Master Sgt. Daniel Griego
Soldiers with the Texas National Guard's 136th Expeditionary Signal Battalion conduct pre-mobilization training June 29 at Camp Swift in Bastrop, Texas. This training, which includes weapons familiarization, chemical training, land navigation, and other basic warrior skills, is in preparation for the unit's upcoming deployment to Kuwait and surrounding areas. The Houston-based outfit, part of Joint Task Force 136 (Maneuver Enhancement Brigade), trained from June 22 through July 11 at Camp Swift before conducting its farewell ceremony in Houston. (Photo by Master Sgt. Daniel Griego/Released)

CAMP SWIFT, Texas – For three weeks from June 21 to July 11, more than 200 men and women of the Texas Army National Guard’s 136th Expeditionary Signal Battalion conduct pre-mobilization training at Camp Swift in Bastrop, Texas. This training, which focuses on basic warrior skills common to all Soldiers, prepares the troops for their upcoming deployment to Kuwait and surrounding countries.

“It’s good to have a foundation; it’s good to sharpen up all our skills,” said Spc. Dilan Goodwin, a network operator with C Company, 136th ESB. “You never know when you’re going to need it in combat.”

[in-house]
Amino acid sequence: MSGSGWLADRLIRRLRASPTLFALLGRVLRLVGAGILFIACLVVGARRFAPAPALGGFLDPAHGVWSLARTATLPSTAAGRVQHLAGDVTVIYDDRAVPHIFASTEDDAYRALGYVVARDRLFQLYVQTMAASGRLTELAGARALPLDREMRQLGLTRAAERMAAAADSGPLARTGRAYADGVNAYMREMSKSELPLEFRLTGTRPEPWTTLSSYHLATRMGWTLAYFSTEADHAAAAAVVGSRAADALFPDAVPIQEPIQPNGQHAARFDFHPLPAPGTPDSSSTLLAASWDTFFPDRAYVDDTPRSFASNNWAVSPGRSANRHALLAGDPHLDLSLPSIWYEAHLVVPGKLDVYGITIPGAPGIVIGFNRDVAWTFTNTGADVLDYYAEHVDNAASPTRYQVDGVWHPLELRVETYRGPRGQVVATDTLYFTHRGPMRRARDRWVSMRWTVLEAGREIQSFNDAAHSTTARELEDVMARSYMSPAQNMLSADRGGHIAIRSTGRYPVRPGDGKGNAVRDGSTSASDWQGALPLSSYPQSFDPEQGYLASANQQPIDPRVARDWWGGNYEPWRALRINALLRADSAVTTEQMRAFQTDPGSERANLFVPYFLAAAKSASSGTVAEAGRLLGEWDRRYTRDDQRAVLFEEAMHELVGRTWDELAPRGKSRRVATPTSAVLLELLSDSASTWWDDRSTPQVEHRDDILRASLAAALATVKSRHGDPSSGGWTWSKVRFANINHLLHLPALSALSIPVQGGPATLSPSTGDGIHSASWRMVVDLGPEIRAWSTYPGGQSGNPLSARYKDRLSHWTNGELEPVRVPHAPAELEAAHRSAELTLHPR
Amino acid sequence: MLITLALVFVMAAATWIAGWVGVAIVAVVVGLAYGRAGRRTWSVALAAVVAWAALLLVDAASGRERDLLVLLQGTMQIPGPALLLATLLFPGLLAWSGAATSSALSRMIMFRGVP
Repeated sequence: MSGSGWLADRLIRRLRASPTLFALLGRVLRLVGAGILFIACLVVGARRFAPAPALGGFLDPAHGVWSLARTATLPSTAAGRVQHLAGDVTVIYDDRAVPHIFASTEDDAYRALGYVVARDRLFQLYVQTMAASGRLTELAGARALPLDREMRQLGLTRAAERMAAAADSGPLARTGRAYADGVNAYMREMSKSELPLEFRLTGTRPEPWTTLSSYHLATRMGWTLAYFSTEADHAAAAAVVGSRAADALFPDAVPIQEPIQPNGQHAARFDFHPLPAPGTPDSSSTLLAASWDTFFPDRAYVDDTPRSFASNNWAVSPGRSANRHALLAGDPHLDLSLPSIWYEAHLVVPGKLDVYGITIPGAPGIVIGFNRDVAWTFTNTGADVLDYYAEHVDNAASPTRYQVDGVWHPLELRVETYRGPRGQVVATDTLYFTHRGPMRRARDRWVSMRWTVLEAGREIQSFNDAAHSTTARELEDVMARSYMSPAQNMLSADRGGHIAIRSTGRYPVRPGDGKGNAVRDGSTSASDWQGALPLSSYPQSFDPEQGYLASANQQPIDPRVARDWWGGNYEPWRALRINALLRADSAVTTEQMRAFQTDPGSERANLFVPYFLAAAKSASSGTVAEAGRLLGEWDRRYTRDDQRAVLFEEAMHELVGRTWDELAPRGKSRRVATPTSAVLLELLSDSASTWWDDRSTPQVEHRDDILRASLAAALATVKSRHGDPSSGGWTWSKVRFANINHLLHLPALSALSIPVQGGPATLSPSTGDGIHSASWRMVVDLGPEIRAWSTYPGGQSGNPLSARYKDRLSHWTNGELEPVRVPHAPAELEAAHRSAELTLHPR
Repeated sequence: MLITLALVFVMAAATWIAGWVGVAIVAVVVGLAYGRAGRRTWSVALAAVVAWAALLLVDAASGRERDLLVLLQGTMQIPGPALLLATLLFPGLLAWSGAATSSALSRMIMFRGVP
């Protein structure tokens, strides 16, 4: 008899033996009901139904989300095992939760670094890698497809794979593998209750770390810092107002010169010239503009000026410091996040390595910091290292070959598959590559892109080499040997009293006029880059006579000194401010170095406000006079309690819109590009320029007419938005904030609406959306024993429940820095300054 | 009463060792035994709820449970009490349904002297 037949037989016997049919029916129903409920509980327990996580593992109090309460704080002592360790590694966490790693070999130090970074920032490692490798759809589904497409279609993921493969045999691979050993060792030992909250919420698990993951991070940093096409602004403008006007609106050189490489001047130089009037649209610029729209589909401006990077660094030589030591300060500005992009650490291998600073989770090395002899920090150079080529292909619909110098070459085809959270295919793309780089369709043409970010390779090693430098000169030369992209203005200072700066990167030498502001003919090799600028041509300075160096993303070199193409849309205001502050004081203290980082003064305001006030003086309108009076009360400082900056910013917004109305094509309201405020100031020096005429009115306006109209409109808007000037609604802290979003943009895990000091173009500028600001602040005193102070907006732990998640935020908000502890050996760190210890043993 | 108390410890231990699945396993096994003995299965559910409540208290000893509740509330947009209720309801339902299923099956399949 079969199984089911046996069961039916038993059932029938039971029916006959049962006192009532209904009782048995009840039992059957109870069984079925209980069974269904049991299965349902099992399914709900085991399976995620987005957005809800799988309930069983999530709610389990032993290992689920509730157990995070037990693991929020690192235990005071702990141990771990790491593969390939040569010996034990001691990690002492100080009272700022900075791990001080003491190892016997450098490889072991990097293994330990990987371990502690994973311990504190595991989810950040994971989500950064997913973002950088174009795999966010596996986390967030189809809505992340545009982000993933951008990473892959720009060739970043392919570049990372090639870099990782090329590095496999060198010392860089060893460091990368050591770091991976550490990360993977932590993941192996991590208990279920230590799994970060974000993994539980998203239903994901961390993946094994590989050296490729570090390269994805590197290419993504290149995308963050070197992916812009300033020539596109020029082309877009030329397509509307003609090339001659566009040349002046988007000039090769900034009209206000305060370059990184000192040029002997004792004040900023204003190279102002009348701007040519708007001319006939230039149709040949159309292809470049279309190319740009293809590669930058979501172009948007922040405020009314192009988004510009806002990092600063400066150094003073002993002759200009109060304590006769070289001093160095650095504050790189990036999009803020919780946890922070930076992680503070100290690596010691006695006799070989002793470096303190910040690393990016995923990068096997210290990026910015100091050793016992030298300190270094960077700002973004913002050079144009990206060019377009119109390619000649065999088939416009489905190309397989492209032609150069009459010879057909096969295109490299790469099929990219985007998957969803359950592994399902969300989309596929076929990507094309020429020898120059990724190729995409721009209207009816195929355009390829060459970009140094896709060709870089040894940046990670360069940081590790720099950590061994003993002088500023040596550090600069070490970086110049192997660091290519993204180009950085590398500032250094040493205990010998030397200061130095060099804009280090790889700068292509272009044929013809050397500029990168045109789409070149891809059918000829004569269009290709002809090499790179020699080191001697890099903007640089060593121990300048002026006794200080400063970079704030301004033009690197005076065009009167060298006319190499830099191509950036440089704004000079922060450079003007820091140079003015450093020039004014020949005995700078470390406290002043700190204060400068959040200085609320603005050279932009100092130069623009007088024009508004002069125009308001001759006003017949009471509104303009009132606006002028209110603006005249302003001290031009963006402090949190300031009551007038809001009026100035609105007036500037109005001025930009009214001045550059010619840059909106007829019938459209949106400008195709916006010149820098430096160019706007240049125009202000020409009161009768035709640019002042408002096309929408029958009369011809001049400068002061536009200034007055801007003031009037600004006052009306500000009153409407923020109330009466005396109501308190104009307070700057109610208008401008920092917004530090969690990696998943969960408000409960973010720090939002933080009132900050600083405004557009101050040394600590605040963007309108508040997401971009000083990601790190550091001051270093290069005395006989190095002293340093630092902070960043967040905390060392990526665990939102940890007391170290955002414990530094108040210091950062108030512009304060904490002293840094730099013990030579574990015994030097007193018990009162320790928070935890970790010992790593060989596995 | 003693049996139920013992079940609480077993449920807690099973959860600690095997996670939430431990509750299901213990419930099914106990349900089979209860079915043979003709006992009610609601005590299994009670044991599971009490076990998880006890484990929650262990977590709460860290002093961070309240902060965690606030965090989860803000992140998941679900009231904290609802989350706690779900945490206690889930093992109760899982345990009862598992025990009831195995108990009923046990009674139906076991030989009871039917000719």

This training period is the first of two preparatory rounds for the battalion, with the second happening later this month at Fort Hood where they’ll train on their signal mission. Once at Fort Hood, the headquarters company and C Company will be joined by A Company from the Alabama National Guard. 

“The ESB is a communications battalion, so what we’re going to be doing is providing backbone communications,” said Chief Warrant Officer Wade Vrtis, a network technician with HHC, 136th ESB. “We’re also going to be running help desks and technical control facilities.”

The organization’s primary objective overseas will be to provide network and voice capabilities to the main elements located throughout seven countries, including Kuwait, Jordan, The United Arab Emirates, and Egypt. 

“It’s a very big mission, very important,” said Vrtis. “It feels like we have something to give and something to provide.”

The training here at Camp Swift focuses on the Soldiers’ traditional Army skills, from weapons familiarization and land navigation to react to contact drills and decontamination.

“The training that we have is very important in case things happen out of your control,” said Vrtis. “But mostly the mission is going to be communication mission, and these guys are pretty good when it comes to communications.”